West Virginia FS Robert Sands vs. NC State QB Russell Wilson: The 6-4, 221 pound Sands is considering leaving WVU after this, his junior season. Sands is allowed to freelance a bit in the Mountaineers' 3-3-5 defense, but is a natural playmaker who can bring the thunder as a hitter. His instincts and coverage skills will be tested against Wilson. A strong game by Sands could push him into the 2011 draft, where he'd rate among the best free safeties in a weak class needing help from the juniors if there are to be many candidates worthy of a top 75 grade.  This game is scheduled for 6:30 pm EST on Tuesday, December 28th.

Washington WR Jermaine Kearse vs. Nebraska CB Prince Amukamara: Many will point to Husky quarterback Jake Locker as the player to watch in this contest and for good reason. His 4 of 20 performance in the team's first matchup in October is considered by some to be the game that sent his stock sliding this year. (Loyal readers know that is not necessarily the case.) The reality is, without sudden and massive improvement by Washington's offensive line, Nebraska's defense should again be too much to provide Locker a chance in this game. If the 6-2, 205 pound Kearse, however, is able to shake free early for some big plays against Amukamara, Locker and the Huskies have a chance. Locker relies on the junior as his favorite target. When Kearse has been shut down, so too (generally) has Locker -- making this one on one battle a key in the most anticipated rematch of the bowl season.  This game is scheduled for 10 pm EST on Thursday, December 30th.

Notre Dame WR Michael Floyd vs. Miami CB Brandon Harris: Both the 6-3, 228 pound Floyd and the 5-11, 195 pound Harris are expected to leave for the NFL following this game. Harris has the agility, speed and physicality to eliminate most receivers, but Floyd's significant size advantage makes this an intriguing test for the Canes' star. Though teams are often hesitant to move around their corners to match up all game long against wide receivers, eliminating the big play Floyd from Notre Dame's arsenal might be the easiest way of crippling Brian Kelly's offense. This game is scheduled for 2 pm EST on Friday, December 31st.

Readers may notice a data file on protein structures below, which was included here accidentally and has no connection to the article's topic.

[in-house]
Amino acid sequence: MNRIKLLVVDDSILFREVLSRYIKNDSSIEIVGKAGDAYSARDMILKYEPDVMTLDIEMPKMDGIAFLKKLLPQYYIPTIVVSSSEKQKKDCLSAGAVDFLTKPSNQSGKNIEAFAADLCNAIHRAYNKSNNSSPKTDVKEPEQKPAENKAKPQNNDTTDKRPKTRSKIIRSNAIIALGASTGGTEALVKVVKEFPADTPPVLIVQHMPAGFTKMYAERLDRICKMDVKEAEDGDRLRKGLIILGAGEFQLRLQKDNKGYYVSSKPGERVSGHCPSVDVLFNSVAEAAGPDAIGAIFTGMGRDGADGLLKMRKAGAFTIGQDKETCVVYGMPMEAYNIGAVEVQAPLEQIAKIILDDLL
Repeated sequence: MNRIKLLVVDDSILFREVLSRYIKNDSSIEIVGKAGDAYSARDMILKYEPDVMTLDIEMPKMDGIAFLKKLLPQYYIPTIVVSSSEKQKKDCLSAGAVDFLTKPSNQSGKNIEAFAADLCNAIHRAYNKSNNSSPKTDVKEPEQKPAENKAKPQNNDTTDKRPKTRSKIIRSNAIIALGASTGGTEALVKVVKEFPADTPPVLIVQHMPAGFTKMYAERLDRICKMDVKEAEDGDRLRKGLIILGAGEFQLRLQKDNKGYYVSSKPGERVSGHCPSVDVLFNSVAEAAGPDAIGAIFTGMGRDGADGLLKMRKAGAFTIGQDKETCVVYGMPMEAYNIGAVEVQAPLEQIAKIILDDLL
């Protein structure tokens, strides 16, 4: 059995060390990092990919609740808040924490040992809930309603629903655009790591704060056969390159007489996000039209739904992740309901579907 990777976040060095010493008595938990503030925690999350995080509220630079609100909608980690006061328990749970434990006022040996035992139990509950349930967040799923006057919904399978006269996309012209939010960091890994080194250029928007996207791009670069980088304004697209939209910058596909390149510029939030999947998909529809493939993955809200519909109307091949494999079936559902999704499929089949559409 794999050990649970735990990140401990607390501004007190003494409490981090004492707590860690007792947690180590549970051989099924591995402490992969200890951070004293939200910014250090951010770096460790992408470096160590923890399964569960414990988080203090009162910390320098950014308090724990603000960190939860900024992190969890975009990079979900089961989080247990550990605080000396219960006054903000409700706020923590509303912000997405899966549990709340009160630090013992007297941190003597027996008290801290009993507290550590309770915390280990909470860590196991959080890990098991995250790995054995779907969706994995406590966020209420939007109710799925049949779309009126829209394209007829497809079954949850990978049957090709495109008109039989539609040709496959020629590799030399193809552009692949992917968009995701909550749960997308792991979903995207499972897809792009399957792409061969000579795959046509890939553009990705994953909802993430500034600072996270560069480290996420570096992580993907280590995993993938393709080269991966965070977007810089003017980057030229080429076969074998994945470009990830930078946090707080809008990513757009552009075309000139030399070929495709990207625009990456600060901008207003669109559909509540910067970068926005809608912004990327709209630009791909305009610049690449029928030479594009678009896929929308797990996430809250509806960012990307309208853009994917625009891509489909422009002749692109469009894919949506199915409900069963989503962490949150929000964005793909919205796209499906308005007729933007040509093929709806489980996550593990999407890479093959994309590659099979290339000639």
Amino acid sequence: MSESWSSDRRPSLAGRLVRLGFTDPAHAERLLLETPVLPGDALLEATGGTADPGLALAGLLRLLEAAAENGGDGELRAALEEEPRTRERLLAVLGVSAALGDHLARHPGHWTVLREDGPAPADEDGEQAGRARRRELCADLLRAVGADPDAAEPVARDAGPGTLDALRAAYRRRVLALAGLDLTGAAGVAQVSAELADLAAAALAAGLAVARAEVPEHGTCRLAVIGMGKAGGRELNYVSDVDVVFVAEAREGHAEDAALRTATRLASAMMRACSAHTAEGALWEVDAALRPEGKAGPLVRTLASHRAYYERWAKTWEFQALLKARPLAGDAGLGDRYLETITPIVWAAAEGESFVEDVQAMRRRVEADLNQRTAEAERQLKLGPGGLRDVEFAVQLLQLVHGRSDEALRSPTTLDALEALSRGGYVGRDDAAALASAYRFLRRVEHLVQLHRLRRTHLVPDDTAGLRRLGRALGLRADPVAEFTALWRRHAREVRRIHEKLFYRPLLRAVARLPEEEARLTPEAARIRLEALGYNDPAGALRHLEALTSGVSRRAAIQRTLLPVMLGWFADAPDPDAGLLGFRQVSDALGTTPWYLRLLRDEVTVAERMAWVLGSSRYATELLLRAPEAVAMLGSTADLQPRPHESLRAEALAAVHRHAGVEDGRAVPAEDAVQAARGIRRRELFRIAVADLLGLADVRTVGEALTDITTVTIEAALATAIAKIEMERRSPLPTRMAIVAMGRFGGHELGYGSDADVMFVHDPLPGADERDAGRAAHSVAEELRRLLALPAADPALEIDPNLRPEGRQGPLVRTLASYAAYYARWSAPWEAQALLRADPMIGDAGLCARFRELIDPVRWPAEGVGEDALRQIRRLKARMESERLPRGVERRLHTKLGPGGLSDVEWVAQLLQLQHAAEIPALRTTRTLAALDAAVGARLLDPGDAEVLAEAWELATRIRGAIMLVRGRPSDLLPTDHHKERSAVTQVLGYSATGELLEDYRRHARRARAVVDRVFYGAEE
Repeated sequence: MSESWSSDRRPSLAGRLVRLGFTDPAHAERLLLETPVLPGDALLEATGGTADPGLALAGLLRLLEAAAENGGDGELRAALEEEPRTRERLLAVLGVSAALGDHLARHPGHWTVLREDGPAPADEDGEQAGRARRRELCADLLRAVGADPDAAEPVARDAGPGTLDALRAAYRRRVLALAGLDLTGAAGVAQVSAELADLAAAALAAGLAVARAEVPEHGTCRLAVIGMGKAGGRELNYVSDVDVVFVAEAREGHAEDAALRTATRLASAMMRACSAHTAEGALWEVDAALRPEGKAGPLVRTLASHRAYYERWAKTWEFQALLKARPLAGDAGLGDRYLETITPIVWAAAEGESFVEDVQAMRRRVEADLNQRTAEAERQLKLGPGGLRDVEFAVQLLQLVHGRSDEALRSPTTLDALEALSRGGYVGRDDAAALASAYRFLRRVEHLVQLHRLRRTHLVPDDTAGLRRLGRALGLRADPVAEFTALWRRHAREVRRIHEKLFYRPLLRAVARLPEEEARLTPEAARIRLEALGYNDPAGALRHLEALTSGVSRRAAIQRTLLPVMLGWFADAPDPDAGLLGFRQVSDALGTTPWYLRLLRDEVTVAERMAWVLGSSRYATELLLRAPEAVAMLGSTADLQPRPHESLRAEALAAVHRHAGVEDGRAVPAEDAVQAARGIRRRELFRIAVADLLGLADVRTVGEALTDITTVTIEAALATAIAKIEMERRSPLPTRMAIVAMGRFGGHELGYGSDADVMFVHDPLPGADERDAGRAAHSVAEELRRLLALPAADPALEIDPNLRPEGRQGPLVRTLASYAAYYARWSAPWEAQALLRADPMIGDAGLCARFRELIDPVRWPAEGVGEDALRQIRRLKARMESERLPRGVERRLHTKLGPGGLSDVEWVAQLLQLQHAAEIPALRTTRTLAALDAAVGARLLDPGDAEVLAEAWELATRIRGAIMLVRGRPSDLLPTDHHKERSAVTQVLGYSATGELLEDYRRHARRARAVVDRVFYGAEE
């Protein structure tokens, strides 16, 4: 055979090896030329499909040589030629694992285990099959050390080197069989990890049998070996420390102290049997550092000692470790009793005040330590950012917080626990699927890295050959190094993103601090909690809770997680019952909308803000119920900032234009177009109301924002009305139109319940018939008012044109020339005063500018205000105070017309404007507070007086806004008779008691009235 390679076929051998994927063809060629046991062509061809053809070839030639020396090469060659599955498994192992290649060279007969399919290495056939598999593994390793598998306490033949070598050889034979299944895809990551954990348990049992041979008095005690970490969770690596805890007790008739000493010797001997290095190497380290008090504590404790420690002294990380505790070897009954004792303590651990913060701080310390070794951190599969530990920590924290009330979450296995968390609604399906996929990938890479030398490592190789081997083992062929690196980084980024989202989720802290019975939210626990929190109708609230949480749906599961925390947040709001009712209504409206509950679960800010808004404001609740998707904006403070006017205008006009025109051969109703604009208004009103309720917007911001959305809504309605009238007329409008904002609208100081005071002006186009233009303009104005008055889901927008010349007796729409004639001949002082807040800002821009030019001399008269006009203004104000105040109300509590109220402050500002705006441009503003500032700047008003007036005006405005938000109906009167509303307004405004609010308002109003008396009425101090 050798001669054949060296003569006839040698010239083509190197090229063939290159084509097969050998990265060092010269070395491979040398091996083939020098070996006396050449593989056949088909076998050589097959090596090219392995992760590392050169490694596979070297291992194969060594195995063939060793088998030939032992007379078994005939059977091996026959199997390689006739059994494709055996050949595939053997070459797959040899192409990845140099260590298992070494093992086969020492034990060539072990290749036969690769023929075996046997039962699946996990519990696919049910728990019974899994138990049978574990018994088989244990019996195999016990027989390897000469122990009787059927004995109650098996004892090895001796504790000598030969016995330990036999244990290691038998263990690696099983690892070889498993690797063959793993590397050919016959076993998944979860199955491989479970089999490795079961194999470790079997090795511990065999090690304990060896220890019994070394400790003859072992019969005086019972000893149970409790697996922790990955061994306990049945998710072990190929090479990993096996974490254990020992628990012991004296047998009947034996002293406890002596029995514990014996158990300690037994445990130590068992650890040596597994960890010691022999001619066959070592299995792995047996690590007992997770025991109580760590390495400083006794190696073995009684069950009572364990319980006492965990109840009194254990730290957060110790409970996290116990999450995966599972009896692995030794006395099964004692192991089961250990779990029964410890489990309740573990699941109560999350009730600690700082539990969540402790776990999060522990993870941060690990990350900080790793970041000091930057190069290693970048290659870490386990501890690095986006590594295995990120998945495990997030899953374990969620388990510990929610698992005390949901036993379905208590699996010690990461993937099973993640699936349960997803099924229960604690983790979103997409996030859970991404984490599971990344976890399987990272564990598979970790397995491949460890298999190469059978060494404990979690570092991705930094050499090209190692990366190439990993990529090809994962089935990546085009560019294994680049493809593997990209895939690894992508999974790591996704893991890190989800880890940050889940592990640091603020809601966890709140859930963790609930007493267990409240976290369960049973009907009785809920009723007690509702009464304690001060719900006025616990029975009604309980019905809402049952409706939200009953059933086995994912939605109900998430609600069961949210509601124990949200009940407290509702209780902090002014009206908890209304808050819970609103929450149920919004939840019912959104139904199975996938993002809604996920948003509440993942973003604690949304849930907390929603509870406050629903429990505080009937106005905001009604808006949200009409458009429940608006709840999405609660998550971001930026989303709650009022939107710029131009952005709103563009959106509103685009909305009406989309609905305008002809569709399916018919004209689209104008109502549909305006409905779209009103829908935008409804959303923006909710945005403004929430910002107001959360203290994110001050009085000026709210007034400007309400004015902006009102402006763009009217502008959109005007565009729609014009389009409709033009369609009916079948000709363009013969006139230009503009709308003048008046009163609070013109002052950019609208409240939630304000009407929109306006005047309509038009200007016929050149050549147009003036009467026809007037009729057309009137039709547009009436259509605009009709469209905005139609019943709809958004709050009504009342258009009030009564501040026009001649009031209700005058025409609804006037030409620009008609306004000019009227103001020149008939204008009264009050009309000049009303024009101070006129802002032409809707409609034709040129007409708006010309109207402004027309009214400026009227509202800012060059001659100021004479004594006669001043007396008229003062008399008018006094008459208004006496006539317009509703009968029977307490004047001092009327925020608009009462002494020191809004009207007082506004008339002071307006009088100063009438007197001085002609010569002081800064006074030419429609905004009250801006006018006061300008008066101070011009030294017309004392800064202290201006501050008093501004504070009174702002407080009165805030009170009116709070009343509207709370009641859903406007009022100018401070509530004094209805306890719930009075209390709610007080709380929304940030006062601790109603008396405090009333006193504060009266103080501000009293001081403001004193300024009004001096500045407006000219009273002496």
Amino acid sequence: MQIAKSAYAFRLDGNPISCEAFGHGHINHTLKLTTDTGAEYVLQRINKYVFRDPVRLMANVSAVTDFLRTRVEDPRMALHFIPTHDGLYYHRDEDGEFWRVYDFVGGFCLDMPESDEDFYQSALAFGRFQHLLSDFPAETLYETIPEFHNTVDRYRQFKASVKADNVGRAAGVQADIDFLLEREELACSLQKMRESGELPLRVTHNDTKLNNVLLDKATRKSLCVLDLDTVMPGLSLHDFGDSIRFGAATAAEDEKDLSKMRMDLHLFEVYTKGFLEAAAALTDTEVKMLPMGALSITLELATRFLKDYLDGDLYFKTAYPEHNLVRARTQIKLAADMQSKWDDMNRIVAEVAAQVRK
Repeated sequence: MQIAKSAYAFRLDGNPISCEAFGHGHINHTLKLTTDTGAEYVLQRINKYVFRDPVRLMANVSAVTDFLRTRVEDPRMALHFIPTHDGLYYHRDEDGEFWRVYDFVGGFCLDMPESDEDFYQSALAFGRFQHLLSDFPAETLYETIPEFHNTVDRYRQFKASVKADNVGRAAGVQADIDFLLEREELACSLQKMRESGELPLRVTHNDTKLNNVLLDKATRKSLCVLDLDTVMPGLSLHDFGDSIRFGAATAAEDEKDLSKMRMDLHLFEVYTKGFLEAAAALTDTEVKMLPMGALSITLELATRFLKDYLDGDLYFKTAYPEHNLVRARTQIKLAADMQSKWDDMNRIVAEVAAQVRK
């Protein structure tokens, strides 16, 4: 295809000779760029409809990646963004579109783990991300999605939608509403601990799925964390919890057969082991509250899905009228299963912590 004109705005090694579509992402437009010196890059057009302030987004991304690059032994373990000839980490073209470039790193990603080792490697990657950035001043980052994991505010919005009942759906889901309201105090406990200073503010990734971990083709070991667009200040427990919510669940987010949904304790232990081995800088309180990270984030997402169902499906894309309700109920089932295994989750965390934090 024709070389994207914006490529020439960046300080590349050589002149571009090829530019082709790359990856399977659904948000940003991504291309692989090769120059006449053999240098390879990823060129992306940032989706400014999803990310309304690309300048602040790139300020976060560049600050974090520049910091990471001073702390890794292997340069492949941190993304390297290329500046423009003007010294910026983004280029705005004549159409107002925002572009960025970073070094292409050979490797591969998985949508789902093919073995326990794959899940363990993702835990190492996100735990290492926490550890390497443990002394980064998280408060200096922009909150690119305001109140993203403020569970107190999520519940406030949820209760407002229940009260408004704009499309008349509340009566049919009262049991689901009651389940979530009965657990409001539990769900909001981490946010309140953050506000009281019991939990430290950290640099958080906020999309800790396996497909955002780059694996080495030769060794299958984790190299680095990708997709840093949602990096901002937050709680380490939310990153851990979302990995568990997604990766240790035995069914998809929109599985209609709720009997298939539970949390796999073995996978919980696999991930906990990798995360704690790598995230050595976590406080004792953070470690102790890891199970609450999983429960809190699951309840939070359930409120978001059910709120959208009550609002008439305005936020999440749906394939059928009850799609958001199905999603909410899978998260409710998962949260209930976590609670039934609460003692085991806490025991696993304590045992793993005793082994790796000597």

TCU OT Marcus Cannon vs. Wisconsin DE J.J. Watt: Last year it was the one on one matchup between Georgia Tech defensive end Derrick Morgan and Iowa left tackle Bryan Bulaga that in my mind was the elite battle of the bowl season. This year it is Cannon and Watt. Watt is moved all over the Badgers' defensive line and it is this versatility that has been maddening for opponents to protect against and left NFL scouts salivating at his versatility in the pros. Watt, however, will have his hands full when playing against the Horned Frogs' left tackle, a 6-5, 350 pound behemoth with shockingly quick feet. Bulaga shut down Morgan last year, cementing his place in the first round. I have Cannon firmly in the second round, at this point, but if he's able to slow down Watt, arguably the most dominant defensive lineman in the country, he'll skyrocket up draft boards. This game is scheduled for 5 pm EST on Saturday, January 1st.

Auburn QB Cam Newton vs. Oregon ILB Casey Matthews:
Opponents have tried to keep a "spy" in to protect against Cam Newton's running all game long. The strategy has largely failed despite the fact that defenses have often resorted to their most athletic linebackers or physical safeties to do the job. Matthews isn't a spectacular athlete or terribly physical, but he might be the most instinctive linebacker in the country and among the surer tacklers. This one on one battle could dictate how well Newton is able to move the Auburn offense with his legs -- which could wind up as the key to the BCS Championship. This game is scheduled for 8:30 pm EST on Monday, January 10th.


On behalf of the entire NFLDraftScout.com crew of analysts Chad Reuter and Chris Steuber, editors Derek Harper and Jeff Reynolds, website tech expert Brian Hitterman and publisher Frank Cooney I wish you and your loved ones a very safe, happy and (hopefully football-filled) holiday season.


As always for the very best in pro football draft coverage, check out NFLDraftScout.com or simply click here.
 
 
 
 
The views expressed in this blog are solely those of the author and do not reflect the views of CBS Sports or CBSSports.com